What if central banks have NOT lost control of gold?

Count your secretary/treasurer among those who have been expecting the commitment of traders signal to be validated again for the thousandth time. But insofar as it is not validated and the monetary metals continue to rise, your secretary/treasurer can envision two possible explanations and offers them here with the justification of a slow-news Sunday night and the expertise of a high school graduate.
That is, either central banks, the biggest participants in the gold market, have lost control of it, the physical gold part of the market is overthrowing the paper gold part of the market, and the market is in the midst of the fabled “commercial signal failure.”
Or else central banks have not lost control of the gold market, and the gold price continues to go exactly where they want it to go.
That would mean that the consensus policy of central banks in regard to gold has changed recently — that they now want gold rising again, most likely to assist in the devaluation of their currencies, particularly now the U.S. dollar, as well as devaluation of the world’s debt, and that the huge short positions of the banks in the futures markets are actually central bank positions that must continue to increase even to unprecedented levels to keep this devaluation “orderly,” to use a favorite term of central banking. (Really, who else but institutions that are authorized to create infinite money and that hold large gold reserves could accept the risk of such shorting?)

This post was published at GATA

Even the Australian Financial Review warns about paper gold

One of the strongest arguments against investing in gold was that the metal yielded no interest while you were holding it so it stands to reason that the environment of low interest rates should be friendly for investors in precious metals.
That argument, while valid, has lost significant merit, because investors don’t get much of an interest rate holding government bonds or bank deposits. Indeed in several countries interest rates have gone negative, which means that investors are paying governments for the privilege of holding their bonds.
The price is set every night in derivative trading on COMEX in New York. The gold price is also nominally fixed in London. The London market is theoretically a physical market, but in practice it is really a derivative market with very few physical deliveries.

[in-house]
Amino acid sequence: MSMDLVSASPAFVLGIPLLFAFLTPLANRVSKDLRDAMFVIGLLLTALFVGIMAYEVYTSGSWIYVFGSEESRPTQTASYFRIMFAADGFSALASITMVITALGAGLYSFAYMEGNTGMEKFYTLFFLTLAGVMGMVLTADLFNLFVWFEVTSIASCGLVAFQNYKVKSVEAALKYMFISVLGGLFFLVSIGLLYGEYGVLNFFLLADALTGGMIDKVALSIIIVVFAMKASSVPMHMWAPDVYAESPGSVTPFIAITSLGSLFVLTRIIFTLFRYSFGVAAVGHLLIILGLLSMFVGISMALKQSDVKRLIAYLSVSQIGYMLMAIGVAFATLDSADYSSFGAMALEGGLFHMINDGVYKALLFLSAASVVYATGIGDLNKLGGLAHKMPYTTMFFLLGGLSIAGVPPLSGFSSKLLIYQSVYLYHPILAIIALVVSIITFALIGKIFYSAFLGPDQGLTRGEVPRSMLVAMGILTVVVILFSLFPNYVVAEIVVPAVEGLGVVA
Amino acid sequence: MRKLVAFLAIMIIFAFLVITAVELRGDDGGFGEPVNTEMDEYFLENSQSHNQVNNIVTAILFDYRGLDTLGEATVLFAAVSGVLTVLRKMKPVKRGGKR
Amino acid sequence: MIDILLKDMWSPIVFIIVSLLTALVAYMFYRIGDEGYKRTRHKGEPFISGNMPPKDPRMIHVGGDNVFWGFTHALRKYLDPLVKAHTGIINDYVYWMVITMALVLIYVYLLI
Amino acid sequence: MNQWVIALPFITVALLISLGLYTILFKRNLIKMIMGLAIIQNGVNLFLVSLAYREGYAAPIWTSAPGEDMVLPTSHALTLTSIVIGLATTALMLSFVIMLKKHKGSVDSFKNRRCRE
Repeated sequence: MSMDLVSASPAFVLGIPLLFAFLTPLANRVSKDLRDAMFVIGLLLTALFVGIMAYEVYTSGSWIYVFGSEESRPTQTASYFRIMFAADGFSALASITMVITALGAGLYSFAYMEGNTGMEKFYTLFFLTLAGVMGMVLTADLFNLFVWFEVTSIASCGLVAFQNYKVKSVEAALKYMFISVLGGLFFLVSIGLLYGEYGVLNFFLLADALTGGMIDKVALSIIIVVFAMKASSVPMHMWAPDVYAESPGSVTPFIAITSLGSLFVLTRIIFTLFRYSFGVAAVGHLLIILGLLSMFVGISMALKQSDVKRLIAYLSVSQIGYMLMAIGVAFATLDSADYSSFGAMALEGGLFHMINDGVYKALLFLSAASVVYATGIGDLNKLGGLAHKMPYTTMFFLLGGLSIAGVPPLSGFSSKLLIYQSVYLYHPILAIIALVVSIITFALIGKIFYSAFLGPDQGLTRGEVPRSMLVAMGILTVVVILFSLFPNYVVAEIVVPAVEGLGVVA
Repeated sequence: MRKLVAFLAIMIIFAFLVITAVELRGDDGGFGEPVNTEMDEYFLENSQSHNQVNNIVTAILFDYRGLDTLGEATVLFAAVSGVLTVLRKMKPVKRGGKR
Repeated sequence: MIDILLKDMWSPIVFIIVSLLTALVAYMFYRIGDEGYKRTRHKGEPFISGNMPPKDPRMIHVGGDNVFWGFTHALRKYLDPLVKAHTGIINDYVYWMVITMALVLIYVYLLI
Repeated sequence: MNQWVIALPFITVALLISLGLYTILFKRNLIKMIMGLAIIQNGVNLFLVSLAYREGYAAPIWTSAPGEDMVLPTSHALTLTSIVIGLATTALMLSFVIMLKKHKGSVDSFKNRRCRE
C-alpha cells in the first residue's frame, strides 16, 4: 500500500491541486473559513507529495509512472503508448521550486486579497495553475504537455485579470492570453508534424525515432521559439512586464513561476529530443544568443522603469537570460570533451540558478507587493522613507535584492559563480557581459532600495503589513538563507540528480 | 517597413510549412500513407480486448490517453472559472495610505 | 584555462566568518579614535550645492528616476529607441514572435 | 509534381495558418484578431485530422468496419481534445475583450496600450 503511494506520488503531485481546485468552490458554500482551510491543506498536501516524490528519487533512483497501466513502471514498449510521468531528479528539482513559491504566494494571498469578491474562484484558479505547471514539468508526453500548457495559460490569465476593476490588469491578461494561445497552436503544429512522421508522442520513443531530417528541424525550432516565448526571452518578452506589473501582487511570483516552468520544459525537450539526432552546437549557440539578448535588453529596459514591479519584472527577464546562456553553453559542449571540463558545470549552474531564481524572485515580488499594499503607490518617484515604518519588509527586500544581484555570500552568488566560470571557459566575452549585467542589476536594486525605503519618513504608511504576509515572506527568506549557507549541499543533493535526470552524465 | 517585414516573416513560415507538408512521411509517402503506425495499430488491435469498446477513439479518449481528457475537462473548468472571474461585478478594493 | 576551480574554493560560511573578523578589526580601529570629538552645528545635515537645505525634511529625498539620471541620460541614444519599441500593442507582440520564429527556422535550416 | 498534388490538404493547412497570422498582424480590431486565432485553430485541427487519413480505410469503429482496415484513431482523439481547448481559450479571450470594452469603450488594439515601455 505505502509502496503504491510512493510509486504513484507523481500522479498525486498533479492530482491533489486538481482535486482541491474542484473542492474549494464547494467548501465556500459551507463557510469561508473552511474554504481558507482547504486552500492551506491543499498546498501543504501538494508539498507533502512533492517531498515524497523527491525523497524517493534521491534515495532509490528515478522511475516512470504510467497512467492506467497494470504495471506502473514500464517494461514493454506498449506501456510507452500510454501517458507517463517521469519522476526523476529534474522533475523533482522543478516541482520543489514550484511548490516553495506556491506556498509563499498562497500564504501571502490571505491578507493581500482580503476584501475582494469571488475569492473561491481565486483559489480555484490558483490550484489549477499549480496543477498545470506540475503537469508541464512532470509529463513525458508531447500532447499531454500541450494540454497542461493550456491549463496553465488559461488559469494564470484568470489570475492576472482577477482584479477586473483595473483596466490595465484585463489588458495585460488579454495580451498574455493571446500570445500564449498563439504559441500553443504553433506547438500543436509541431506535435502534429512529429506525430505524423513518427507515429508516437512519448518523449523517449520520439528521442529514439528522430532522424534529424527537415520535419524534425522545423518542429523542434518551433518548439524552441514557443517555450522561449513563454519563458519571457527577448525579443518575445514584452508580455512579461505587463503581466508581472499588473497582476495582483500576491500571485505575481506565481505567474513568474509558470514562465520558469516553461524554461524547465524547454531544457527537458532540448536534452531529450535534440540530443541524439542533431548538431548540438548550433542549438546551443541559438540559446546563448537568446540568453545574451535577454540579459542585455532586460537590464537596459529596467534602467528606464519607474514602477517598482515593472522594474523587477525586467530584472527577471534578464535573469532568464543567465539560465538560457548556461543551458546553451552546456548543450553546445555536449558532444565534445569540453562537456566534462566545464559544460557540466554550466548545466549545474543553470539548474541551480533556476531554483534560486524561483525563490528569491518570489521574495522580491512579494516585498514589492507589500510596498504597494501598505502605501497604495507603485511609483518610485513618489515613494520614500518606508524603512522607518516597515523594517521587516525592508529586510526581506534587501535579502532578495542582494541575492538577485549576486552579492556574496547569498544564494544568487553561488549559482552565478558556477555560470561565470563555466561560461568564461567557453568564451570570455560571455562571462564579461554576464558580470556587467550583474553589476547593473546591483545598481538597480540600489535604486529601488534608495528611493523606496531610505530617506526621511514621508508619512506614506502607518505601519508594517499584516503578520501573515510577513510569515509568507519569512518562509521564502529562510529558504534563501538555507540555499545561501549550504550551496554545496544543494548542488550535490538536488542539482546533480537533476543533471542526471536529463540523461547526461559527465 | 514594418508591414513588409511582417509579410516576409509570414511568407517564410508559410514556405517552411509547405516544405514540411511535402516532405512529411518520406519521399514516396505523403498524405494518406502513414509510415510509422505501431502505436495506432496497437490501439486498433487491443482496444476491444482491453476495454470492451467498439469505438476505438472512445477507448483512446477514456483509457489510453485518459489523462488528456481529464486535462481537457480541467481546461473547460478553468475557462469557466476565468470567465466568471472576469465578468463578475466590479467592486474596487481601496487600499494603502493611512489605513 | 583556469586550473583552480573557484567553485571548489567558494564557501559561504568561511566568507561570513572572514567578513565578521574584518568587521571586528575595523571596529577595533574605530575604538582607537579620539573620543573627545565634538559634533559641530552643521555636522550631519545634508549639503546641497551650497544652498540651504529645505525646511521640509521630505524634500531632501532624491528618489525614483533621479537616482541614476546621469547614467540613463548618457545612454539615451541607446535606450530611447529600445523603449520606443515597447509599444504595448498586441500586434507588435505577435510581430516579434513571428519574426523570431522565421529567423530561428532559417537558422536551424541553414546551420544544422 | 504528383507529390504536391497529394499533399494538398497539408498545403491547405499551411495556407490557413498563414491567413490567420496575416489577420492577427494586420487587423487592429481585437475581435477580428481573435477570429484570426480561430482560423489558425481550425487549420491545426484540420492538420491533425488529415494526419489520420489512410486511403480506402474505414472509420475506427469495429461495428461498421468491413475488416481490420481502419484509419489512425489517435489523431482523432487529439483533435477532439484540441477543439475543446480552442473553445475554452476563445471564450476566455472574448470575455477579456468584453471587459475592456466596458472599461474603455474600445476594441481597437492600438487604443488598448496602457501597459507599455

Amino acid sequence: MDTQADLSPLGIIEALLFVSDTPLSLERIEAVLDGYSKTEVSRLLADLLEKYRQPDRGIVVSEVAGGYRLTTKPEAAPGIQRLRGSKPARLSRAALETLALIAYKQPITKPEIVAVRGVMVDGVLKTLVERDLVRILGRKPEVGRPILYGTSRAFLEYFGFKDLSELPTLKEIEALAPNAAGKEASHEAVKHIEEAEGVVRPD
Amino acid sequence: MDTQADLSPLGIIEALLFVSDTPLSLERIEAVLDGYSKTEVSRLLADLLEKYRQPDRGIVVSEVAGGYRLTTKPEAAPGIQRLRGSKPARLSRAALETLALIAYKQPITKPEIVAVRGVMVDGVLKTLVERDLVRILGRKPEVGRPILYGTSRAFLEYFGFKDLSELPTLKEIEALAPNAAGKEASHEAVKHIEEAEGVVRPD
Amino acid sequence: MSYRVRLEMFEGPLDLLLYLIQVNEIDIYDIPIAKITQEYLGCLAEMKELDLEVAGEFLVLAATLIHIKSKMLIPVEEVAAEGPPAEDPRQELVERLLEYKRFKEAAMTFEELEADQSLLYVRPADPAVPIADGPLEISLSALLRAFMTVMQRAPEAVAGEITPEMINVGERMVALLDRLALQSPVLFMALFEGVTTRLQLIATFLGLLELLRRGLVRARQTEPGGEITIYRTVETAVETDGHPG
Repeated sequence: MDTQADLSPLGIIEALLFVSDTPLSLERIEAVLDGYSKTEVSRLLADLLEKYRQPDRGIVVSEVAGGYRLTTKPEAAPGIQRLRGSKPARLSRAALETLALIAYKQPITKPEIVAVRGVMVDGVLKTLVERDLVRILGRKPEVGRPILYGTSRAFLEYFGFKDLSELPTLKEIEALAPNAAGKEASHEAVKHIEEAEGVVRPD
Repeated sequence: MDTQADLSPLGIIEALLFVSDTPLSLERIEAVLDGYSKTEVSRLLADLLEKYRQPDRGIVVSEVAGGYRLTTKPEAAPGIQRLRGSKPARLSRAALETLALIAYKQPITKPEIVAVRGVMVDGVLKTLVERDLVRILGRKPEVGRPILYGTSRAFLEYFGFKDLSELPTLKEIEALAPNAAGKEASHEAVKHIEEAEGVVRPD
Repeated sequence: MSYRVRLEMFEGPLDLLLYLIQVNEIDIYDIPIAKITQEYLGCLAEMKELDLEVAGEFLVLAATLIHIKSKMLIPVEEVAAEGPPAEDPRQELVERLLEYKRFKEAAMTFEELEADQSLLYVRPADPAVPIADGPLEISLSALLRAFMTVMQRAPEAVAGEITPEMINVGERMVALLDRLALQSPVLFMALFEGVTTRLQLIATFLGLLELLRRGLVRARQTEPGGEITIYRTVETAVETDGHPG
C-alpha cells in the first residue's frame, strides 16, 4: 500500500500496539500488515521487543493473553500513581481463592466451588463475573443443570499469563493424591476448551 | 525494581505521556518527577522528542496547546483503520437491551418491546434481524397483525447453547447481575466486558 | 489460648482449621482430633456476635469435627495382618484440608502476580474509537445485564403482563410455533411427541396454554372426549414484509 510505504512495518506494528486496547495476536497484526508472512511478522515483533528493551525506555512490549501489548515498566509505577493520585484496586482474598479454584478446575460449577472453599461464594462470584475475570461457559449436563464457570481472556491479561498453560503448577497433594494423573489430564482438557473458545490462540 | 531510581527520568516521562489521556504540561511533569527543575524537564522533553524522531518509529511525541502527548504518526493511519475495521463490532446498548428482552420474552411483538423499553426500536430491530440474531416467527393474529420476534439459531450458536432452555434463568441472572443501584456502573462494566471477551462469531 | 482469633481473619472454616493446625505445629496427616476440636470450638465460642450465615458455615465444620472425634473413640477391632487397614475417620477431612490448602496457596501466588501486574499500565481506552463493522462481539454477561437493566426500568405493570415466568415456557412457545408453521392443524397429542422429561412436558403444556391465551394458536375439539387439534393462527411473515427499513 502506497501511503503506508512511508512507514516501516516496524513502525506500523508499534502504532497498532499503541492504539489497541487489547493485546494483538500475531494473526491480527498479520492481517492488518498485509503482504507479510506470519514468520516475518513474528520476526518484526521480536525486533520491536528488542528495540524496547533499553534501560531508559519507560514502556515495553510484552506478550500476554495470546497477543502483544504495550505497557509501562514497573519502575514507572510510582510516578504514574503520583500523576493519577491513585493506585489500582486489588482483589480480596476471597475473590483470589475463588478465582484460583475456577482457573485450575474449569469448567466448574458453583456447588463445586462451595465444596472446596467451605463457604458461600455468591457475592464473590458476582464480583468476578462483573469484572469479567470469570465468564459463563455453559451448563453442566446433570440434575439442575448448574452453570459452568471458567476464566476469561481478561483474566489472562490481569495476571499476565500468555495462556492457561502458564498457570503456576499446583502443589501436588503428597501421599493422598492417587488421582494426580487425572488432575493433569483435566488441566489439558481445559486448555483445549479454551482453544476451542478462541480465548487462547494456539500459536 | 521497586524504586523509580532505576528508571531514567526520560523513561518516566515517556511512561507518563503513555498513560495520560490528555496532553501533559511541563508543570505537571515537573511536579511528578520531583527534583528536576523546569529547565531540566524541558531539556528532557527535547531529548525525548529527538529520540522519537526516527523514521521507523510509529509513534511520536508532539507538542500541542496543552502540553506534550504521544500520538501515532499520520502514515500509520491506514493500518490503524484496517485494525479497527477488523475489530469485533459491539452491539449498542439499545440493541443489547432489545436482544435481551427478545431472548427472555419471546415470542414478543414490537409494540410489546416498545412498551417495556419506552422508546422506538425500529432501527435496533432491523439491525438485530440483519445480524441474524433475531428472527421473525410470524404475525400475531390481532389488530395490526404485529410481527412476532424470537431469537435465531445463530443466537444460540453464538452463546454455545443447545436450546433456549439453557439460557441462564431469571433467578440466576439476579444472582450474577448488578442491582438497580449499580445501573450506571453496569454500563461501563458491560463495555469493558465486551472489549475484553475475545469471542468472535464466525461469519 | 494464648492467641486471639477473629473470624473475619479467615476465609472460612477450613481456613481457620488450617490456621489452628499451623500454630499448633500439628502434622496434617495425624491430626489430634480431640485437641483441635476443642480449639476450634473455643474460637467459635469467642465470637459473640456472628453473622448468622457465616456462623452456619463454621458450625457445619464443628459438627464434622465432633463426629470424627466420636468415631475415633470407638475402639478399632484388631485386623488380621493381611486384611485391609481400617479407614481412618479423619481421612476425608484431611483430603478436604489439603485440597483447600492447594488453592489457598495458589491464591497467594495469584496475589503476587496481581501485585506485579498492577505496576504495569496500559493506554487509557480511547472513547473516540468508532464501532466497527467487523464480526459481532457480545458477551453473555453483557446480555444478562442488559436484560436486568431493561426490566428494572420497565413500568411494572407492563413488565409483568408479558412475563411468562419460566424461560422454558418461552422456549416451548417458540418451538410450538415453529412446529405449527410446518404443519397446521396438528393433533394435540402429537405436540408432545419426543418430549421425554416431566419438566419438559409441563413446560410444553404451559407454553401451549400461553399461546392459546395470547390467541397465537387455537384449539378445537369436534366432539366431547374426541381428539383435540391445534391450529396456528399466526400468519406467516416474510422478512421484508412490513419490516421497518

The big holders of gold are in China and other Asian countries. So the price is being set by derivative traders who hold little or no gold, while Asians are continually amassing the physical metal.

This post was published at GATA

Agnico Eagle CEO: We Don’t Need M&A to Grow

Agnico Eagle Mines delivered strong earnings for the quarter. Higher gold prices and strong operating performance from all its mines helped boost the bottom line and the company is on track to meet the top end of its production guidance for the year. Sean Boyd, CEO and vice chairman, says the company prefers to be dominant in its local markets instead of growing everywhere through acquisitions.

This post was published at bloomberg

75 million Turks on course for visa-free travel in E.U., despite not meeting key targets in refugee swap deal

Turkey is on course to be handed visa-free travel to the European Union for its 75 million citizens, despite not meeting a series of key targets.
On Wednesday the European Commission is expected to recommended a radical loosening of travel conditions for the country.
The giveaway is part of a 6bn aid-for-deportations migration deal struck with Ankara, which has resulted in a steep fall in the number of refugees attempting to cross into Europe.
Turkey has warned that if it is not given the visa waiver – which will grant automatic access to the Schengen zone for tourists for up to 90 days – then it will ‘terminate’ the migration deal.
But E.U. sources admit that Turkey has only met around 60 of the 72 ‘benchmarks’ it has set to unlock the visa-free travel rights.

This post was published at The Telegraph

Europe’s liberal illusions shatter as Greek tragedy plays on

Greece is running out of money. The government in Athens is raiding the budgets of the health service and public utilities to pay salaries and pensions. Without fresh financial support it will struggle to make a debt payment due in July.
No, this is not a piece from the summer of 2015 reprinted by mistake. Greece, after a spell out of the limelight, is back. Another summer of threats, brinkmanship and all-night summits looms.
The problem is a relatively simple one. Greece is bridling at the unrealistic demands of the European commission and the International Monetary Fund to agree to fresh austerity measures when, as the IMF itself accepts, hospitals are running out of syringes and buses don’t run because of a lack of spare parts.